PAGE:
Linda S. LaMarca, Ph.D., ABPP
Board Certified in Clinical Neuropsychology

general information

What is the purpose of a neuropsychological evaluation?
A neuropsychological evaluation is used to obtain several types of information about cognitive functioning. Reasons for a referral may include:
  • possible problems with brain functioning 
  • differential diagnosis 
  • defining cognitive strengths and weaknesses
  • guiding treatment for personal, educational, and vocational needs
  • making relevant recommendations
  • documenting possible changes in functioning over time
What is a neuropsychological evaluation?
A neuropsychological evaluation typically involves assessment (testing) with a group of standardized tests that are sensitive to the effects of brain dysfunction.  Unlike CT or MRI scans which show abnormalities in the structure of the brain, or EEG, which shows electrical abnormalities in the brain, neuropsychological assessment is used to show the ways in which a person can or cannot perform certain functions or tasks that are dependent upon brain activity.  These functions or tasks (for example, memory and learning) form the necessary building blocks of successful living in the individual's daily life. Impairment in many of these functions may exist because of brain abnormalities that cannot be detected on CT or MRI scans. Therefore, neuropsychological assessment is a procedure with a unique purpose; it can be used to reveal or diagnose brain dysfunction when no structural brain abnormalities have been found, neuropsychological assessment provides a way to determine what functions may be impaired because of the structural defects, and to determine the degree to which they may be impaired.

What tests are used?
The standardized tests used in a neuropsychological evaluation typically assess functioning in the following areas:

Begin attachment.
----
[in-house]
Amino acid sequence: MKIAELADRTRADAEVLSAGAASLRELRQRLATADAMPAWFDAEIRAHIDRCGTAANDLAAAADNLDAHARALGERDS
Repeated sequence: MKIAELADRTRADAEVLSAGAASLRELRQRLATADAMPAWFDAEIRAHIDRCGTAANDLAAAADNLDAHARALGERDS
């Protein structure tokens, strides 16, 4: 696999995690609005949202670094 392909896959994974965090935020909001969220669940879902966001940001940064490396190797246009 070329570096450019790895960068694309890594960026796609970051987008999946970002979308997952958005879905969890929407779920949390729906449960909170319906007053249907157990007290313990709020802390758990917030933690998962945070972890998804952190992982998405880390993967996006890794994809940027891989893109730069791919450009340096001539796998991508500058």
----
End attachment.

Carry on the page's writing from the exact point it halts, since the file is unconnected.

• cognitive abilities
  • attention and memory
  • problem-solving and other complex executive functioning abilities
  • visual-spatial functions
  • verbal and language functions
  • sensory-perceptual functions
  • motor functions
  • academic skill development
  • emotional, behavioral, and social  functioning
  • adaptive functioning
The perspective of the neuropsychologist is frequently requested to understand subtle brain-related factors involved in academic failure or impaired emotional functioning, even when no biological causes are suspected.  However, the specific areas assessed depend upon the referral questions presented.  An interview with the individual and/or family members is included.  Observations in other settings, such as school or hospital, and review of school/medical records also may be included in the evaluation process.

What is the outcome?
The product or outcome of a neuropsychological evaluation is a written report that states a conclusion or set of conclusions made about the individual's functioning.  The product also includes specific recommendations to guide treatment or otherwise enhance the individual's functioning.  The conclusions and recommendations are developed by integrating information obtained from the standardized testing, interviews, records and other observations.

What is a clinical neuropsychologist?
A clinical neuropsychologist is a licensed professional within the field of psychology with a specialty in the applied science of brain-behavior relationships.  A neuropsychologist has a doctoral degree in psychology and additional training in the specialty field of clinical neuropsychology.  A Diplomate of the American Board of Professional Psychology in Clinical Neuropsychology is a neuropsychologist who has made a significant achievement beyond the mandatory educational requirements of the specialty of neuropsychology. Diplomate status through board certification is awarded to practitioners as designation to the public that they possess advanced competency in their areas of specialization. The credentialing process follows licensure and is a very rigorous process that involves a written examination of knowledge and having a practioner’s work directly examined by a committee of specialists including having an oral defense of their work experience, knowledge base, work samples, and clinical judgment. The in-depth self-evaluation, continuing education, and peer review of credentials required is a voluntary process. In addition to the basic and applied generic core courses that all clinical psychologists must have, competency in neuropsychology requires a foundation in the clinical neurosciences, including neurology, neuroanatomy, and neurophysiology.

Are neuropsychological services covered by health insurance?
Health insurance will typically pay for neuropsychological services when it is related to a medical/neurological condition or injury.  Health insurance will not cover neuropsychological services related to academic, educational or legal issues. Payment is fee-for-service, with the exception of Worker's Compensation and No-Fault insurance.  Dr. LaMarca will assist patients in filing the appropriate forms to health insurance companies for reimbursement, if services are covered by the individual's plan.

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